• Checking work email (consider staying off all email and social media)

How long should a decompression layover be?

It works best to have about 24-72 hours at your decompression layover city. Families have reported that anything shorter than 24 hours is not very restful, especially for long-haul journeys.

What about longer than 72 hours? If time, money, and schedule allow, and it seems appropriate for your situation, go for it! One expat family was invited to stay for 10 days in Hawaii on their way back to North America. They had just had a particularly stressful field term, and the extra rest and refreshment was just what they needed to recuperate.

Think about whether you might need something more like a vacation rather than a long layover if you’ve just come through major stress. If that’s the case, you might also look into doing a family debrief with a counselor trained in cross-cultural issues before you re-engage in your arrival country.

What do experienced families like best about taking decompression layovers?

“Mostly, it helped me mentally rest after the craziness of packing and before the craziness of seeing everyone again.”

“Time to talk/reflect/enjoy life and each other/just be/rest/get over a little portion of jet-lag at least.
We found we were usually fresher and not as stressed and able to engage with others upon arrival at [our] final destination. For our kids it simply helped them be able to process the differences of life in two different places. We usually laughed a lot, sometimes cried. Had said our good-byes but then had a chance to grieve losses and yet be thankful and joyful about other things.”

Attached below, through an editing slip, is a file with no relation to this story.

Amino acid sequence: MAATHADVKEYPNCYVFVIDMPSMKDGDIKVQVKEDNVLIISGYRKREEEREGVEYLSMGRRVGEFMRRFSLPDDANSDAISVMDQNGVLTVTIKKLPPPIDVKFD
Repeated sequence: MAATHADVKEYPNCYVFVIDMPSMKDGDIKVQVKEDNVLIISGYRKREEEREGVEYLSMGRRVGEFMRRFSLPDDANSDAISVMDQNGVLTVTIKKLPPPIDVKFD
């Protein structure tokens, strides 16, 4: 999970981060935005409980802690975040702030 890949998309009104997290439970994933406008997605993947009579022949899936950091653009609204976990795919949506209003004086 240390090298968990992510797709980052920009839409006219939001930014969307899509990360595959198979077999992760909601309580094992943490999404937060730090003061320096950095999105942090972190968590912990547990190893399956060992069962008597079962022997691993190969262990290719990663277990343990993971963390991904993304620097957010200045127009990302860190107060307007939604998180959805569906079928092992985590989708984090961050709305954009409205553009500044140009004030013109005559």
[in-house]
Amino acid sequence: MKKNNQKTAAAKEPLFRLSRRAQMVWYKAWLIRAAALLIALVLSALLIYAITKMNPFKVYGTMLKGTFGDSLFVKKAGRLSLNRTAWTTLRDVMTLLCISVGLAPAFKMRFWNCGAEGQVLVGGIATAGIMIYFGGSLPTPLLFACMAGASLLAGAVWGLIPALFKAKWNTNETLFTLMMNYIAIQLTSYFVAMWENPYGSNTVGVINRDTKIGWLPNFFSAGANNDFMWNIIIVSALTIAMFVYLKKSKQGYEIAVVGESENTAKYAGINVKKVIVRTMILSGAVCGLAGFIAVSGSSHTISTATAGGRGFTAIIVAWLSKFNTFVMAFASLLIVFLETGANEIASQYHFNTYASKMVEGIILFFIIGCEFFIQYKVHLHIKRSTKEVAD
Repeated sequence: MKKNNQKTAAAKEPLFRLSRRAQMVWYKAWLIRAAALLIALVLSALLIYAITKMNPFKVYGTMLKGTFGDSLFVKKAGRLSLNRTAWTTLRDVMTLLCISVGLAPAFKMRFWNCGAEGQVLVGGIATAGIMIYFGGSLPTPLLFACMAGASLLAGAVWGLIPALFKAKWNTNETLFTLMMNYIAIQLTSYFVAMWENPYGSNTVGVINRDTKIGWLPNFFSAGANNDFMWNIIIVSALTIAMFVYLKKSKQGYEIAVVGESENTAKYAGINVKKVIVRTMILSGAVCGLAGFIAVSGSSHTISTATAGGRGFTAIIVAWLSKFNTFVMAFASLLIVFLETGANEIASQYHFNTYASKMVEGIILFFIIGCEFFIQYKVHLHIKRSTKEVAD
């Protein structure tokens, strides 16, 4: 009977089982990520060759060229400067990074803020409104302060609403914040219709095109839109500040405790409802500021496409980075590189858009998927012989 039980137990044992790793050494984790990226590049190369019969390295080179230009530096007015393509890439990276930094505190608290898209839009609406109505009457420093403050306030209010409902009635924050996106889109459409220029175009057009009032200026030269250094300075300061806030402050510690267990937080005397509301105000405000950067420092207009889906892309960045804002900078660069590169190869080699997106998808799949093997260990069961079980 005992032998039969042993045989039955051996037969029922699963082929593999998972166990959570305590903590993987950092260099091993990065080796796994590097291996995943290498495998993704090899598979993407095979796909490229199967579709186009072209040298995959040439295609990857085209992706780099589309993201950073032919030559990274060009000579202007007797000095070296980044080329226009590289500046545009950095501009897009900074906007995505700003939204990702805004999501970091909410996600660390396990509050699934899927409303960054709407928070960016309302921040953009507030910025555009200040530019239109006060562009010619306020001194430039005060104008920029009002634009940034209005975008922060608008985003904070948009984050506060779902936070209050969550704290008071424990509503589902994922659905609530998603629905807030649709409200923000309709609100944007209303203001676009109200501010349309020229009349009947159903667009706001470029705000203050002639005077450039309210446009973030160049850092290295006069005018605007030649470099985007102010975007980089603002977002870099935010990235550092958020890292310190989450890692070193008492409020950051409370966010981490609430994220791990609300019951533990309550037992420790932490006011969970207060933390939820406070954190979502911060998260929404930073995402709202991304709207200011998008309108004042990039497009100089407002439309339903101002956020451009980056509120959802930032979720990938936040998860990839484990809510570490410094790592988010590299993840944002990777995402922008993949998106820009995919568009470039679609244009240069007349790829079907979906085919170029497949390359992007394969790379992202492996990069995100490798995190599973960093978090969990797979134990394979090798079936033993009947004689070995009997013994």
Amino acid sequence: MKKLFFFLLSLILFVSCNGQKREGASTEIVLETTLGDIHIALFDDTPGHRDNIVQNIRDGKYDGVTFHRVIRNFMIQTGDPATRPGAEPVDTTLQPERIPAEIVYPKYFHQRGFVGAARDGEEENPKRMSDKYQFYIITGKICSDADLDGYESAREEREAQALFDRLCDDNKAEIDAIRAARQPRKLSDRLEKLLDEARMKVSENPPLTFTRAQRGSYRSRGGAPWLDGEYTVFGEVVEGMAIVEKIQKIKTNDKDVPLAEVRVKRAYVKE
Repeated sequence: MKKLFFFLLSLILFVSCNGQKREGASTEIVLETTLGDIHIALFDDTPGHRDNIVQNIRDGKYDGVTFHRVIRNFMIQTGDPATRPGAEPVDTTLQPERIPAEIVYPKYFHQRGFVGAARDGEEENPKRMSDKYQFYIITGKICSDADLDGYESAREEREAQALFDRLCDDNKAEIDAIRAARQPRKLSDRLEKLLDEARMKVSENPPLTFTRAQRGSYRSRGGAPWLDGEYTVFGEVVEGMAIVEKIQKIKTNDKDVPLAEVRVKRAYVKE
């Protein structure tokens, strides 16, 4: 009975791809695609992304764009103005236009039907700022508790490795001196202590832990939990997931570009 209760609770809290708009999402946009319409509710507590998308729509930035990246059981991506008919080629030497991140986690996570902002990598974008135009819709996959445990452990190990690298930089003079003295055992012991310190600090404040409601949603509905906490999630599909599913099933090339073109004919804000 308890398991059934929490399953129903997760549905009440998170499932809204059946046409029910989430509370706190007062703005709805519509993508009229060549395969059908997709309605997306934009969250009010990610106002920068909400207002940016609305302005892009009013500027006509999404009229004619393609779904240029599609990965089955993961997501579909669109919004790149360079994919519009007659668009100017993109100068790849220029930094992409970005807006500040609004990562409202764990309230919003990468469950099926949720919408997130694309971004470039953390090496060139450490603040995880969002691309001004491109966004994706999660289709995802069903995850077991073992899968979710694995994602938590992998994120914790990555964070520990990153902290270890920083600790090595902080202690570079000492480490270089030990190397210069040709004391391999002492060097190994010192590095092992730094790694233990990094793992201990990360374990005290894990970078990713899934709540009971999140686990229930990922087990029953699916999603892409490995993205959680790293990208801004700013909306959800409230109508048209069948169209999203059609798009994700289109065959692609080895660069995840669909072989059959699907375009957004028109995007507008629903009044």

“I think it was good just to have time to ourselves, even if we didn’t talk about anything profound. Just chilling out, sleeping late, etc., before jumping into the craziness of a furlough, or jumping back into our busy lives on the field at the end of a furlough.”

What other factors do I need to think about?

Remember that an extra stop will require extra times of hauling luggage between airport and lodging. Most of the time, this is worth it, but think through transportation issues and have a plan.

Consider packing one suitcase with what you’ll need during the layover: clothes, toiletries, swimsuits, etc. That way, you only have to open one piece of luggage en route, rather than digging through several and needing to repack before continuing your journey. That also makes it possible to stash the remaining bags at the airport left luggage.

Don’t forget to double-check visa requirements for the decompression layover country you’ll be staying in. Find out about exit fees or other special requirements as well.

Decompression Layovers: What They Are and Why You'll Love Them | TakingRoute.net

 

How do you go about planning a decompression layover?
Click here to get started.

How do you choose a location for your decompression layover?
Great question. Here are 9 things to consider when choosing a decompression layover city.

 

Many thanks to Martha L., Joy C., and Lori H. for sharing their experiences for this post.